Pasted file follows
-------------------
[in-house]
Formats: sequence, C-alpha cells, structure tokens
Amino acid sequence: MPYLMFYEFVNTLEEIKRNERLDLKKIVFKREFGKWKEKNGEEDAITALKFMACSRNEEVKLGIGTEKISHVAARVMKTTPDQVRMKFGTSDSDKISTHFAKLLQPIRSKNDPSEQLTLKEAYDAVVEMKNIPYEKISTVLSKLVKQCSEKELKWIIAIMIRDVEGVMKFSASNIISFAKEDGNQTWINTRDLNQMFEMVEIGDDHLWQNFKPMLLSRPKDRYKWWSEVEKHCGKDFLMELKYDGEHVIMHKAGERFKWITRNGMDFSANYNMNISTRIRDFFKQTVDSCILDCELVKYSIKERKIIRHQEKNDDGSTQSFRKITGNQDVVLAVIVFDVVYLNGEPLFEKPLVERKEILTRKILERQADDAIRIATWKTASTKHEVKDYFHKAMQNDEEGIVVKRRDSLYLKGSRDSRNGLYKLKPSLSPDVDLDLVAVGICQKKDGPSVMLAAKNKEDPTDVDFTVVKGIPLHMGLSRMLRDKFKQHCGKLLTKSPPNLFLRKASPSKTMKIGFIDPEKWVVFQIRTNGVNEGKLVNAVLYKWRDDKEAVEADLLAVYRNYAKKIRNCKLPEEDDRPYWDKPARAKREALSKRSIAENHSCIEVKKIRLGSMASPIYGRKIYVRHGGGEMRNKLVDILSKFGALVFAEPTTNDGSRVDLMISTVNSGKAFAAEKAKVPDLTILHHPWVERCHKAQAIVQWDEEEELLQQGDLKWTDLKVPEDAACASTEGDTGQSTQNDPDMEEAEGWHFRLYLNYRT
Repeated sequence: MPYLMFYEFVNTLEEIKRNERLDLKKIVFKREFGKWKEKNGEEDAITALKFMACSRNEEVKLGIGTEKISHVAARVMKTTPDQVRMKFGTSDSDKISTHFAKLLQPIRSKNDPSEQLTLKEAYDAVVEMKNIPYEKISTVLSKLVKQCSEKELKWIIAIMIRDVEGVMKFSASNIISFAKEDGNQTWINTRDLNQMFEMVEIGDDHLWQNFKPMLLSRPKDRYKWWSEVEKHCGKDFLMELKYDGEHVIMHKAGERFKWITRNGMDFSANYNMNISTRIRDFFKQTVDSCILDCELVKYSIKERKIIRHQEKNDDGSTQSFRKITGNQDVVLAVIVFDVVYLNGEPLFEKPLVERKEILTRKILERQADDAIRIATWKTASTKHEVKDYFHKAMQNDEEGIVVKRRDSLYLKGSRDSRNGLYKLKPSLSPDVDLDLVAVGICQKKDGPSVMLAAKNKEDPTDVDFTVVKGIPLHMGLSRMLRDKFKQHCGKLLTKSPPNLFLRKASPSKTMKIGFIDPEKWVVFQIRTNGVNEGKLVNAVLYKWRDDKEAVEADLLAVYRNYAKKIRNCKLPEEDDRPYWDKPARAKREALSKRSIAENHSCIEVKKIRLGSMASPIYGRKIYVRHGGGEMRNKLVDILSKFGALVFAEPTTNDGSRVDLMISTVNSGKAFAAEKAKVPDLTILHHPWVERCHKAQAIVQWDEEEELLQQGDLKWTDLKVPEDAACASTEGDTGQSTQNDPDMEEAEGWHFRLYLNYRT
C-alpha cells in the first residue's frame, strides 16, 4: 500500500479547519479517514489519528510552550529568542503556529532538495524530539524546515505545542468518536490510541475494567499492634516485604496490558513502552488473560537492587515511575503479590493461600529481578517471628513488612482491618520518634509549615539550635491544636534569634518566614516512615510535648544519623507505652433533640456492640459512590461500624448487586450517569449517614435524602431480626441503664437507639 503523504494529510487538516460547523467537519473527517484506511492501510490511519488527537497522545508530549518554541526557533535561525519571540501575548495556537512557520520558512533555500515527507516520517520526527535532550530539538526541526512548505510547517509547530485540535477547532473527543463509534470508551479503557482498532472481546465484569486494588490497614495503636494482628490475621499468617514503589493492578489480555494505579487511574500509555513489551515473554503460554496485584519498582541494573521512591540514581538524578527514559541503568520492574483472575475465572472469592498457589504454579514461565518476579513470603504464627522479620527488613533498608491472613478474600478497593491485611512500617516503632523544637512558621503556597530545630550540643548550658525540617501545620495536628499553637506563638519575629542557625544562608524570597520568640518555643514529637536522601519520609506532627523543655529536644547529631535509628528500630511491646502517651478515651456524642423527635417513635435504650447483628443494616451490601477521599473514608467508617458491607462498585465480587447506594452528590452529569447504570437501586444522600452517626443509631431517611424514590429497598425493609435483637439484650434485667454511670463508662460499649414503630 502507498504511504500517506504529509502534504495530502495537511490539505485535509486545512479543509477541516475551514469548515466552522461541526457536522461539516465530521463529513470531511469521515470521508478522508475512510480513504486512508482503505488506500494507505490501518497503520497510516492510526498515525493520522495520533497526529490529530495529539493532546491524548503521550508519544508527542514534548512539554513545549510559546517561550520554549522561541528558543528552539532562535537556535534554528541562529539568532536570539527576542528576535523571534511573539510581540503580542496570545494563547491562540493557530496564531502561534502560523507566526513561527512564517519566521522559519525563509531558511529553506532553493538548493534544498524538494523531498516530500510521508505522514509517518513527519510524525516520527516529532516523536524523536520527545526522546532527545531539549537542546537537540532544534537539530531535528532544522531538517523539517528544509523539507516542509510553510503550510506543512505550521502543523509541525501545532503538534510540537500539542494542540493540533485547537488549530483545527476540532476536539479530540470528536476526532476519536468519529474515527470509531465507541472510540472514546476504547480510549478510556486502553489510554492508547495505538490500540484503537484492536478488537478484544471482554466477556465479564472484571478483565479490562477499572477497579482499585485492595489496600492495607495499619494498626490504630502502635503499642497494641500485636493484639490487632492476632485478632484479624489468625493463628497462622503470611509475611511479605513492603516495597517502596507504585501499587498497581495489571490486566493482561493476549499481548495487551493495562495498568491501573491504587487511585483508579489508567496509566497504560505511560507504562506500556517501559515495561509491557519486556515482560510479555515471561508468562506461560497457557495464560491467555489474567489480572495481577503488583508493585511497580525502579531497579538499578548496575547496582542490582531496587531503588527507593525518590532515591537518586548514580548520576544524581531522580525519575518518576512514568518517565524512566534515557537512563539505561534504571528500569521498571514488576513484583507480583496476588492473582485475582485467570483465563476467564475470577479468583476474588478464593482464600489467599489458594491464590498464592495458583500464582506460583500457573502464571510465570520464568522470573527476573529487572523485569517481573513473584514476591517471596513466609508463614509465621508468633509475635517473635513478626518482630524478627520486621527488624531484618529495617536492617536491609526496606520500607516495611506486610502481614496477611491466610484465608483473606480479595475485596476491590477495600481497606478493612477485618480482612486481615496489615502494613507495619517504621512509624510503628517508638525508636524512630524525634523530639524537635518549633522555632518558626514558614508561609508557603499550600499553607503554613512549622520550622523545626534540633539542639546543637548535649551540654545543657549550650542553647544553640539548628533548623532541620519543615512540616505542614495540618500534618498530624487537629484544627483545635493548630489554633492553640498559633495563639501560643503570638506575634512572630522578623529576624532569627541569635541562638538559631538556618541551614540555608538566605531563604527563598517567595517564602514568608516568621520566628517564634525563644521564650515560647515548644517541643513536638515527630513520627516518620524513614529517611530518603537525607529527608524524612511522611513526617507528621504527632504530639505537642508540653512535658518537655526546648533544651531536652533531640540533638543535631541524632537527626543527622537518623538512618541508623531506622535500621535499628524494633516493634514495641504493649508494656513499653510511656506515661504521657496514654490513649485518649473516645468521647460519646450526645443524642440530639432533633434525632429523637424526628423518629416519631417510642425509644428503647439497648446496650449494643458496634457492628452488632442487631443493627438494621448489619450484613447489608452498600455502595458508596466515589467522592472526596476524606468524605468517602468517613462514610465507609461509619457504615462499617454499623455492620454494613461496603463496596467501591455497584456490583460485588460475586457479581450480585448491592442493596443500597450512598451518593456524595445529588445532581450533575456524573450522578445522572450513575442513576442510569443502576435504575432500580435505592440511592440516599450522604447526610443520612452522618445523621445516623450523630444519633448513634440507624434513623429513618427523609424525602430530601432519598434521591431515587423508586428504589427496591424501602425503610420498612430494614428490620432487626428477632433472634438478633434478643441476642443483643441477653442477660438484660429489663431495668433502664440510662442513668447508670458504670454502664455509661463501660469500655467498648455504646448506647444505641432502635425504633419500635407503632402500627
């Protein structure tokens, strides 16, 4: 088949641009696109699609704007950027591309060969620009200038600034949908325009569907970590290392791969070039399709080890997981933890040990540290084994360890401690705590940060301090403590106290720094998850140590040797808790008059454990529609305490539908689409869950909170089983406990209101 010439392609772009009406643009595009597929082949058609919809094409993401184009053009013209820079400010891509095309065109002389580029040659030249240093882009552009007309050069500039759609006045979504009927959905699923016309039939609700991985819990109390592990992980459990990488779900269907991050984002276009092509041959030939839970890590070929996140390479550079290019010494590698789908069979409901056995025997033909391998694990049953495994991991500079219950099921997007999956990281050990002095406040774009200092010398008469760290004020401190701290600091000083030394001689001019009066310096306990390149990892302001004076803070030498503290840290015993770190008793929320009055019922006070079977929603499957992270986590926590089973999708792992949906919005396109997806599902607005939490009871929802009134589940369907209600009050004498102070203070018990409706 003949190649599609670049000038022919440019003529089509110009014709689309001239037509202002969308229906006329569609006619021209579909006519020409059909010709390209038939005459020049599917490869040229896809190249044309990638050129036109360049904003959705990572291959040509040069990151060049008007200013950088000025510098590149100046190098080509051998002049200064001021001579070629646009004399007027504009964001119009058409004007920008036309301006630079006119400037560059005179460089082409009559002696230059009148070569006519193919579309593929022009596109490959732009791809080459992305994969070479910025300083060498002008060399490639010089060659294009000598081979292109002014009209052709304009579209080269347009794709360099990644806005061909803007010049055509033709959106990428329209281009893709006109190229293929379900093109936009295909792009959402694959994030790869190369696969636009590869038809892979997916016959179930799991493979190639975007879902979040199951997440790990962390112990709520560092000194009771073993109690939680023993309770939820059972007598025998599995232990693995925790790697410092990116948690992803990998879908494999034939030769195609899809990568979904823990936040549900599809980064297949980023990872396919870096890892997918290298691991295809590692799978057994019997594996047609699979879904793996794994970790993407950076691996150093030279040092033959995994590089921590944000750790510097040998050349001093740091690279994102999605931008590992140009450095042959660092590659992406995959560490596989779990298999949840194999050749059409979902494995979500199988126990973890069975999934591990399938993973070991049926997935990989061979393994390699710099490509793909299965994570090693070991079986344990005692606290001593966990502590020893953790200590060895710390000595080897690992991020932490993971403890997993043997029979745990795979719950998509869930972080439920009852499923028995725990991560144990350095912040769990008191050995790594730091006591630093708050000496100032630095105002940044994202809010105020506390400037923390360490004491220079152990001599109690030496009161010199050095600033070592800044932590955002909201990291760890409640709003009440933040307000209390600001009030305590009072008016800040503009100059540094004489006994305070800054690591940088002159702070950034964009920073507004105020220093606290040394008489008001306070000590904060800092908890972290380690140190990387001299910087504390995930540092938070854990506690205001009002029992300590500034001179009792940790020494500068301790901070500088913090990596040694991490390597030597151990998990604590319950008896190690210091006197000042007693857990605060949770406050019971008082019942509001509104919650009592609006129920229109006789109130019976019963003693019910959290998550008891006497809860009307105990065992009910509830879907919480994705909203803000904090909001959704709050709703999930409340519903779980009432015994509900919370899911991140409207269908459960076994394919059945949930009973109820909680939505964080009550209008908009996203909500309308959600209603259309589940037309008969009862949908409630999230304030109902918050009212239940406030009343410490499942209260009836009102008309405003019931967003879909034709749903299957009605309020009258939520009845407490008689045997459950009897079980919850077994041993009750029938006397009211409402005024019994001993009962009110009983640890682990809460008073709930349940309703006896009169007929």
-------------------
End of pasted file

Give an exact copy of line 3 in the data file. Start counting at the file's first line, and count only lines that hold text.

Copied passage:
Amino acid sequence: MPYLMFYEFVNTLEEIKRNERLDLKKIVFKREFGKWKEKNGEEDAITALKFMACSRNEEVKLGIGTEKISHVAARVMKTTPDQVRMKFGTSDSDKISTHFAKLLQPIRSKNDPSEQLTLKEAYDAVVEMKNIPYEKISTVLSKLVKQCSEKELKWIIAIMIRDVEGVMKFSASNIISFAKEDGNQTWINTRDLNQMFEMVEIGDDHLWQNFKPMLLSRPKDRYKWWSEVEKHCGKDFLMELKYDGEHVIMHKAGERFKWITRNGMDFSANYNMNISTRIRDFFKQTVDSCILDCELVKYSIKERKIIRHQEKNDDGSTQSFRKITGNQDVVLAVIVFDVVYLNGEPLFEKPLVERKEILTRKILERQADDAIRIATWKTASTKHEVKDYFHKAMQNDEEGIVVKRRDSLYLKGSRDSRNGLYKLKPSLSPDVDLDLVAVGICQKKDGPSVMLAAKNKEDPTDVDFTVVKGIPLHMGLSRMLRDKFKQHCGKLLTKSPPNLFLRKASPSKTMKIGFIDPEKWVVFQIRTNGVNEGKLVNAVLYKWRDDKEAVEADLLAVYRNYAKKIRNCKLPEEDDRPYWDKPARAKREALSKRSIAENHSCIEVKKIRLGSMASPIYGRKIYVRHGGGEMRNKLVDILSKFGALVFAEPTTNDGSRVDLMISTVNSGKAFAAEKAKVPDLTILHHPWVERCHKAQAIVQWDEEEELLQQGDLKWTDLKVPEDAACASTEGDTGQSTQNDPDMEEAEGWHFRLYLNYRT